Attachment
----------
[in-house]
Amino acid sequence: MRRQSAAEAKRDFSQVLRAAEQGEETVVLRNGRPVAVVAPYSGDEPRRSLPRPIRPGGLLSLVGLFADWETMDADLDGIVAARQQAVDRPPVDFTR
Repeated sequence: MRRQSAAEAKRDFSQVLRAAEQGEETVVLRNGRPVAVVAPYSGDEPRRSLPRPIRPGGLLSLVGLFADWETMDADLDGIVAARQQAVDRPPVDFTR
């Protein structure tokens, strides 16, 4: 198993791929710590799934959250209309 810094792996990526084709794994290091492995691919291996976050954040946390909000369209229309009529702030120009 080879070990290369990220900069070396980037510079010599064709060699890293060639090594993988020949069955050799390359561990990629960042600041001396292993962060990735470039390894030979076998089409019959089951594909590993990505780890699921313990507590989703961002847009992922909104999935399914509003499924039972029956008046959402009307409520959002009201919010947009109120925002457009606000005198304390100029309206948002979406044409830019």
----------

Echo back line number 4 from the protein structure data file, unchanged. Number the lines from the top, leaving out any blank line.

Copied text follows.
């Protein structure tokens, strides 16, 4: 198993791929710590799934959250209309 810094792996990526084709794994290091492995691919291996976050954040946390909000369209229309009529702030120009 080879070990290369990220900069070396980037510079010599064709060699890293060639090594993988020949069955050799390359561990990629960042600041001396292993962060990735470039390894030979076998089409019959089951594909590993990505780890699921313990507590989703961002847009992922909104999935399914509003499924039972029956008046959402009307409520959002009201919010947009109120925002457009606000005198304390100029309206948002979406044409830019």